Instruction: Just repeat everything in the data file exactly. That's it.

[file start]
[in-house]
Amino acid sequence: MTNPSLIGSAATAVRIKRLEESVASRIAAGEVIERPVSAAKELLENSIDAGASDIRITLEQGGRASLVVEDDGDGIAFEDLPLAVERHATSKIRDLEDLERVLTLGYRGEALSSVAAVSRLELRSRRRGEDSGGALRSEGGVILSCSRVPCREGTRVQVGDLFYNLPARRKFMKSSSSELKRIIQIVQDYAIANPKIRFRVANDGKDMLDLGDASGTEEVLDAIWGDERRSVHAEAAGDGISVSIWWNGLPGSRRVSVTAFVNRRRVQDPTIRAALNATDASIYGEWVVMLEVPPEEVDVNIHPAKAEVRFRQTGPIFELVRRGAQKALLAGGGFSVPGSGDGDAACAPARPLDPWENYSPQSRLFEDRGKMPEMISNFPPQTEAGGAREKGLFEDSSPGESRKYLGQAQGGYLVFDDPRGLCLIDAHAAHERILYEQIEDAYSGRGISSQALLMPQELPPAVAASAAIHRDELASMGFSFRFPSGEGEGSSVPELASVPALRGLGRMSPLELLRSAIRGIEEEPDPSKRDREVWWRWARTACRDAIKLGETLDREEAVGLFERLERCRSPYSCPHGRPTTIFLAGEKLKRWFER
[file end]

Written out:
[in-house]
Amino acid sequence: MTNPSLIGSAATAVRIKRLEESVASRIAAGEVIERPVSAAKELLENSIDAGASDIRITLEQGGRASLVVEDDGDGIAFEDLPLAVERHATSKIRDLEDLERVLTLGYRGEALSSVAAVSRLELRSRRRGEDSGGALRSEGGVILSCSRVPCREGTRVQVGDLFYNLPARRKFMKSSSSELKRIIQIVQDYAIANPKIRFRVANDGKDMLDLGDASGTEEVLDAIWGDERRSVHAEAAGDGISVSIWWNGLPGSRRVSVTAFVNRRRVQDPTIRAALNATDASIYGEWVVMLEVPPEEVDVNIHPAKAEVRFRQTGPIFELVRRGAQKALLAGGGFSVPGSGDGDAACAPARPLDPWENYSPQSRLFEDRGKMPEMISNFPPQTEAGGAREKGLFEDSSPGESRKYLGQAQGGYLVFDDPRGLCLIDAHAAHERILYEQIEDAYSGRGISSQALLMPQELPPAVAASAAIHRDELASMGFSFRFPSGEGEGSSVPELASVPALRGLGRMSPLELLRSAIRGIEEEPDPSKRDREVWWRWARTACRDAIKLGETLDREEAVGLFERLERCRSPYSCPHGRPTTIFLAGEKLKRWFER